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Playwright fights uphill battle for theatre space

Mthembu explores staging options

Slindile Mthembu and Nhlakanipho Mkongi in the theatre-film piece Old Soul Waiting. Mvelo Mahlangu
Slindile Mthembu and Nhlakanipho Mkongi in the theatre-film piece Old Soul Waiting. Mvelo Mahlangu

Whether there is a space to stage her shows or not, independent theatre maker Slindile Mthembu continues to produce compelling and hard-hitting plays.

The playwright and director has won Standard Bank Ovation Award at the National Arts Festival in Makhanda twice with different shows but has been struggling to break into mainstream theatre spaces since 2016. She won in 2016 with Milked Voice and Old Soul Waiting. The struggle for space has forced her to either stage the show in small theatres or convert it into a film to suit cinemas.

Her latest show, Old Soul Waiting, was staged at the National Arts Festival and turned into a film. The play was screened at Bioscope Independent Cinema at 44 Stanley on Wednesday. It will further make its way to Redhill Arts Festival on July 30 and 31.

Mthembu’s plays normally raise awareness on issues of sexual, psychological, emotional and cultured violence that women experience on all three different levels (gender, race, and class discrimination) every day. This time she explores African spirituality versus westernisation.

Through Old Soul Waiting, she explores how ancestral calling is misdiagnosed as a form of mental illness and combines narrative and interpretative dance into a fascinating hybrid experience of what a spiritual awakening possibly looks like in the Western and the spiritual realm.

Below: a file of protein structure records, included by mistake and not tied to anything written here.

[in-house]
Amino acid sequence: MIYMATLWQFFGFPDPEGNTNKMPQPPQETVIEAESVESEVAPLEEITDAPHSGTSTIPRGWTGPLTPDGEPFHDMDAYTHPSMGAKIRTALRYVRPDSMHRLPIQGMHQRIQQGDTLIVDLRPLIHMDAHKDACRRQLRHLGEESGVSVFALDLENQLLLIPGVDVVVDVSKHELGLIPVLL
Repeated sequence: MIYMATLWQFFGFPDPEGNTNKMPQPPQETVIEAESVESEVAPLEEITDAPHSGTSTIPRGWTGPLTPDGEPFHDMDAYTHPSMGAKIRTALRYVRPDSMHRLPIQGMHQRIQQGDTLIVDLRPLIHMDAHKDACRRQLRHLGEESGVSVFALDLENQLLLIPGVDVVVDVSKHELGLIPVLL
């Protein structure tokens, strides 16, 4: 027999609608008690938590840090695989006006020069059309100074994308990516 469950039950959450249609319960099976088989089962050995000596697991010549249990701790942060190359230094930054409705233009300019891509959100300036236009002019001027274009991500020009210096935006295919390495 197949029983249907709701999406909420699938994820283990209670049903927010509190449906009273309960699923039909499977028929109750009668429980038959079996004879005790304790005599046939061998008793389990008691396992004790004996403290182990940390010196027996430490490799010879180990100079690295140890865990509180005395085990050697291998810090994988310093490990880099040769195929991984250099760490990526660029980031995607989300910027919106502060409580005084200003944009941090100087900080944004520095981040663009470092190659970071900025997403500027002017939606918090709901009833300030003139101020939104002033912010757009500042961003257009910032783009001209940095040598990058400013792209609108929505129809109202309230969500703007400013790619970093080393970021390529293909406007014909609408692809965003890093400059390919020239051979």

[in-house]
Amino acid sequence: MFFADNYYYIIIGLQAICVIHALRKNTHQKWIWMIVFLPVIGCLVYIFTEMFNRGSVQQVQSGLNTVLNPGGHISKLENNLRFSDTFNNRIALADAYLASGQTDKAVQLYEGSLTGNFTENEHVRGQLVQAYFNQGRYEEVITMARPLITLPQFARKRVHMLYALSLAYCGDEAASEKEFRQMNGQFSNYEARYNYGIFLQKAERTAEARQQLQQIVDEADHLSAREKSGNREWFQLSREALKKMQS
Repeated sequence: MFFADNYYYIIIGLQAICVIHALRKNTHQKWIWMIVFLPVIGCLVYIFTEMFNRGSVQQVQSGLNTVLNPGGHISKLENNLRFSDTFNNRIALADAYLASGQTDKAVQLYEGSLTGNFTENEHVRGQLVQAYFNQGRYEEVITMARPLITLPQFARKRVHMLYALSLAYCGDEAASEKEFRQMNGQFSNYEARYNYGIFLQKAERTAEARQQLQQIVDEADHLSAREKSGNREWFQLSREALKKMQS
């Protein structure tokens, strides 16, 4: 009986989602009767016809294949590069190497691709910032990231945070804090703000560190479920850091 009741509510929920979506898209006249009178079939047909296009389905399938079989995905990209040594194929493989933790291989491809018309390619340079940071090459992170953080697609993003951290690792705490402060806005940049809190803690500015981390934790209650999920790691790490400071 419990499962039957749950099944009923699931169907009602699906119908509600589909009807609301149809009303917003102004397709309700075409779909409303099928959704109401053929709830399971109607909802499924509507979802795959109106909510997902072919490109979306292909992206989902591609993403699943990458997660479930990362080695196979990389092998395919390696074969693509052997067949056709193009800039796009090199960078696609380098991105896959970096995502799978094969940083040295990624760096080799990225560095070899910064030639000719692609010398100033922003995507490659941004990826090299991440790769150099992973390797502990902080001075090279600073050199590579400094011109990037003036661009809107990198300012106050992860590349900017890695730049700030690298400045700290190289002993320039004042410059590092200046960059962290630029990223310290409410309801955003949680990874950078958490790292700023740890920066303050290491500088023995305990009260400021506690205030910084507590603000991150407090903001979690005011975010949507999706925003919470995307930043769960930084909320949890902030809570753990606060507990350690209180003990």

The story is told through a woman’s memory who is referred in the play as Bongeziwe, played by Mthembu herself. The story takes the audience to Bongeziwe’s childhood memory of growing up in an orphanage, where she discovers that she has an old soul or spiritual being that lives in her. The spiritual being called Moya is played by actress Nhlakanipho Mkongi.

She explains: “Bongeziwe wakes up after days later feeling restrained in a white isolated  room, where she sees the old soul (spiritual being), and is examined and treated by a nurse. Through the examination and treatment, Bongeziwe falls in and out of sleep and is visited by her grandmother in her dreams to warn her about this place. Eventually, she listens to the dream and gets out of the place.”

On the issue of lack of space, Mthembu has been knocking on different doors without success for some time. “For the past six months I have been trying to get a space for the show without success. Some times I am told that I can only get the space next year. As a result, I plan to turn the play into an installation and also stage it in gallery spaces. I once staged a show for one day at Market Theatre laboratory. Since then it has been a struggle and you have to keep on pushing and fighting.”

The story of Old Soul Waiting is a story that began while Mthembu was doing second year at Tshwane University of Technology. In her fourth year, she got to perform the play. The issue of spirituality is a subject close to her heart as someone who dreamed a lot about her grandmother when she was growing up.

“It has been a very personal story as a young girl. I was very reserved and parents were worried that I won’t be able to express myself. As a result my parents were concerned if I will ever be able to express myself. But I have been doing that through my right and exploring these subjects. I don’t have a calling but my dreams are vivid and sometimes turn out to be a reality.”

Mthembu is one of those young women who are passionate about story telling. She developed an interest in drama at high school. She completed her BTech in musical theatre at Tshwane University of Technology in 2015 and has a master’s degree in theatre and performance from the University of Witwatersrand.

Mthembu has written and directed plays like Igama? and Milked Voice. She is also a co-founder of Mabu Art Foundation.

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